DNA used to nail 1991 rapist
By GRETCHEN DRUMMIE, COURTS BUREAU
Tue, August 17, 2004
THE NATIONAL DNA Databank and a teenager's dirty socks led to the sentencing yesterday of her rapist to five years in prison -- 13 years later. It's the second case in which the Toronto Police cold case sex crimes squad has obtained a conviction using the four-year-old databank. It's believed to be the third such case provincially.
Domenic Marchese, 50, was convicted on charges of sex assault, robbery and uttering a death threat in the January 1991 assault.
Marchese was nabbed when he was ordered to provide a DNA sample last year after an unrelated assault conviction. That matched samples in the databank of the 1991 sex case which had been extracted from the victim's socks.
Court heard the victim, a young prostitute, was attacked in the backseat of a car. Marchese wiped up the semen with her socks and she later handed them over to police.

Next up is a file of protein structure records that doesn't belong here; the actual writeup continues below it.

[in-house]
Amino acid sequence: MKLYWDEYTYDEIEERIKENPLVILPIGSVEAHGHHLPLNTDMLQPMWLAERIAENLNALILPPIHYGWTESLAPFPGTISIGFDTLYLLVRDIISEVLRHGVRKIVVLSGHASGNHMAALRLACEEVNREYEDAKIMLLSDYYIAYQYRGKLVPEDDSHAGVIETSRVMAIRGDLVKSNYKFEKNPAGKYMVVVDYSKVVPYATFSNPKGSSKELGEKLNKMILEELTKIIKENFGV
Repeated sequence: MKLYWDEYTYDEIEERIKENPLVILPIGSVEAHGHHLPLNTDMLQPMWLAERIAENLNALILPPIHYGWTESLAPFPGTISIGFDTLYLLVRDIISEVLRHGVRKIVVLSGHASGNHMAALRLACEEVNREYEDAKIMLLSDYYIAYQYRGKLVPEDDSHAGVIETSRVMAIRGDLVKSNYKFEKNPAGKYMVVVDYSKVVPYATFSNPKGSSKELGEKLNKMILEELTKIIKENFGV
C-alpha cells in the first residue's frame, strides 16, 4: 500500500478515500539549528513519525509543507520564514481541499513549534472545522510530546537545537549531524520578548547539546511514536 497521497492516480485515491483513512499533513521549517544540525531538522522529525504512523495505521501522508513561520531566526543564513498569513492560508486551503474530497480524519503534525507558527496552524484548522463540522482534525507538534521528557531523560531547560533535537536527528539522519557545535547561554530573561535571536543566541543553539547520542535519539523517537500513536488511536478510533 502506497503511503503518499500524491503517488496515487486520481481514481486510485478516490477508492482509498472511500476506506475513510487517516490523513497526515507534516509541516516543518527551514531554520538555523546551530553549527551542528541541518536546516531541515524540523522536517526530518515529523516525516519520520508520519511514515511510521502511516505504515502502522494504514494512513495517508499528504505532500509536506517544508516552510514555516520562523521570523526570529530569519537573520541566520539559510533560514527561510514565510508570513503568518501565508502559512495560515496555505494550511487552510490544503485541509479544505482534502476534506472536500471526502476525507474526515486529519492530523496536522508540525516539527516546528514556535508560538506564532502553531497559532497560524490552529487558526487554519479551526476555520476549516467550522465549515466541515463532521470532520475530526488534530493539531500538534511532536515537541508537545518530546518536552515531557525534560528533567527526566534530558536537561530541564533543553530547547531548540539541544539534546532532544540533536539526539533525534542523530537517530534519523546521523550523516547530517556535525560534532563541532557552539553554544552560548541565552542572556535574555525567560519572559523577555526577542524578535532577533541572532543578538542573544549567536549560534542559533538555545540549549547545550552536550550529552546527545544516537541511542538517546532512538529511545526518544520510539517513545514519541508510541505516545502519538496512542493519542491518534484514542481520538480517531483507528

Prosecutor Kerry Hughes said the case was "unusual" because the socks were the only evidence that had survived, including the rape kit. She said it was "the socks themselves which led to the conviction of the accused."
Hughes said the DNA cracked the case. Court heard the chance of someone else matching was one in 340 trillion.
"It's the DNA that's come to prominence in these kinds of cases because the jury is understanding it ... It is very convincing and it's because of the collection of the unknown DNA in the database matching so dramatically with evidence years later from the accused themselves."
Det. Const. Jeanille John called the database a "big plus for the police, the justice system and for the victims of crimes from so long ago that there will be justice some day."
Since 2001, two cases have gone on to conviction with others before the courts.